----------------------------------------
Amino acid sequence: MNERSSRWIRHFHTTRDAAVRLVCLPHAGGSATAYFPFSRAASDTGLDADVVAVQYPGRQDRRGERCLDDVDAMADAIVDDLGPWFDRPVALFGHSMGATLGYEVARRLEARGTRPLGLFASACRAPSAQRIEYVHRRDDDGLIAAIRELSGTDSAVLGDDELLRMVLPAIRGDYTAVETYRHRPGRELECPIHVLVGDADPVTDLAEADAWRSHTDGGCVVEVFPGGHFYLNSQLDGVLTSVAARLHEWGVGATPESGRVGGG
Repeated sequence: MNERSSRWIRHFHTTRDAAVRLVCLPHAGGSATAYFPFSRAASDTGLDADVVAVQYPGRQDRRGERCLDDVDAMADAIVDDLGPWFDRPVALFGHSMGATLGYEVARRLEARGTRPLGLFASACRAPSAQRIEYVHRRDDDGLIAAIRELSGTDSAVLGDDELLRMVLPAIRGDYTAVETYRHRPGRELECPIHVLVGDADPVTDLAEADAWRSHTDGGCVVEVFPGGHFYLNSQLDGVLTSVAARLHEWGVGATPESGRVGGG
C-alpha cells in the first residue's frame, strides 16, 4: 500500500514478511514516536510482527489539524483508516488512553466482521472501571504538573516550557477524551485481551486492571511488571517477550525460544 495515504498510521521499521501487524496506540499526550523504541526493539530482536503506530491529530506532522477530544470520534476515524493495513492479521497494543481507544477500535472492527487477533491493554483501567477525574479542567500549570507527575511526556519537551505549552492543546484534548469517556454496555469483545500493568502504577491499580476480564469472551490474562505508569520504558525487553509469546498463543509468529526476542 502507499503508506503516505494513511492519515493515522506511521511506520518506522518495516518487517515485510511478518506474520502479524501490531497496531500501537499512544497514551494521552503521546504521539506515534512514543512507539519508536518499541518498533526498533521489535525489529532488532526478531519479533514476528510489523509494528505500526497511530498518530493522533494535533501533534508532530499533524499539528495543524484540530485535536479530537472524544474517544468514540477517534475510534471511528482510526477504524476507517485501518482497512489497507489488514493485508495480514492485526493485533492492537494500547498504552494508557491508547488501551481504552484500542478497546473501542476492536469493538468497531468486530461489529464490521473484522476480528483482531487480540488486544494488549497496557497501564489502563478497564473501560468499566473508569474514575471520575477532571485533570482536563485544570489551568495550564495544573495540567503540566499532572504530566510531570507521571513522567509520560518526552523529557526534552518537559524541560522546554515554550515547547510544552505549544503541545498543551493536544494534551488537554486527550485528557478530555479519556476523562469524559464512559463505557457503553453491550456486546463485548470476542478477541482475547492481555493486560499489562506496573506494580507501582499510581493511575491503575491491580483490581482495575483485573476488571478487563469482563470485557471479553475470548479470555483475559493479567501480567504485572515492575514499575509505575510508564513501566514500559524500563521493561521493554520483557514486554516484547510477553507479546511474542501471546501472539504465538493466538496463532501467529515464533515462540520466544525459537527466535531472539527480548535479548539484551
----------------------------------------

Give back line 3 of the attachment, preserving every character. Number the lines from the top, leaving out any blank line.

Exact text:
C-alpha cells in the first residue's frame, strides 16, 4: 500500500514478511514516536510482527489539524483508516488512553466482521472501571504538573516550557477524551485481551486492571511488571517477550525460544 495515504498510521521499521501487524496506540499526550523504541526493539530482536503506530491529530506532522477530544470520534476515524493495513492479521497494543481507544477500535472492527487477533491493554483501567477525574479542567500549570507527575511526556519537551505549552492543546484534548469517556454496555469483545500493568502504577491499580476480564469472551490474562505508569520504558525487553509469546498463543509468529526476542 502507499503508506503516505494513511492519515493515522506511521511506520518506522518495516518487517515485510511478518506474520502479524501490531497496531500501537499512544497514551494521552503521546504521539506515534512514543512507539519508536518499541518498533526498533521489535525489529532488532526478531519479533514476528510489523509494528505500526497511530498518530493522533494535533501533534508532530499533524499539528495543524484540530485535536479530537472524544474517544468514540477517534475510534471511528482510526477504524476507517485501518482497512489497507489488514493485508495480514492485526493485533492492537494500547498504552494508557491508547488501551481504552484500542478497546473501542476492536469493538468497531468486530461489529464490521473484522476480528483482531487480540488486544494488549497496557497501564489502563478497564473501560468499566473508569474514575471520575477532571485533570482536563485544570489551568495550564495544573495540567503540566499532572504530566510531570507521571513522567509520560518526552523529557526534552518537559524541560522546554515554550515547547510544552505549544503541545498543551493536544494534551488537554486527550485528557478530555479519556476523562469524559464512559463505557457503553453491550456486546463485548470476542478477541482475547492481555493486560499489562506496573506494580507501582499510581493511575491503575491491580483490581482495575483485573476488571478487563469482563470485557471479553475470548479470555483475559493479567501480567504485572515492575514499575509505575510508564513501566514500559524500563521493561521493554520483557514486554516484547510477553507479546511474542501471546501472539504465538493466538496463532501467529515464533515462540520466544525459537527466535531472539527480548535479548539484551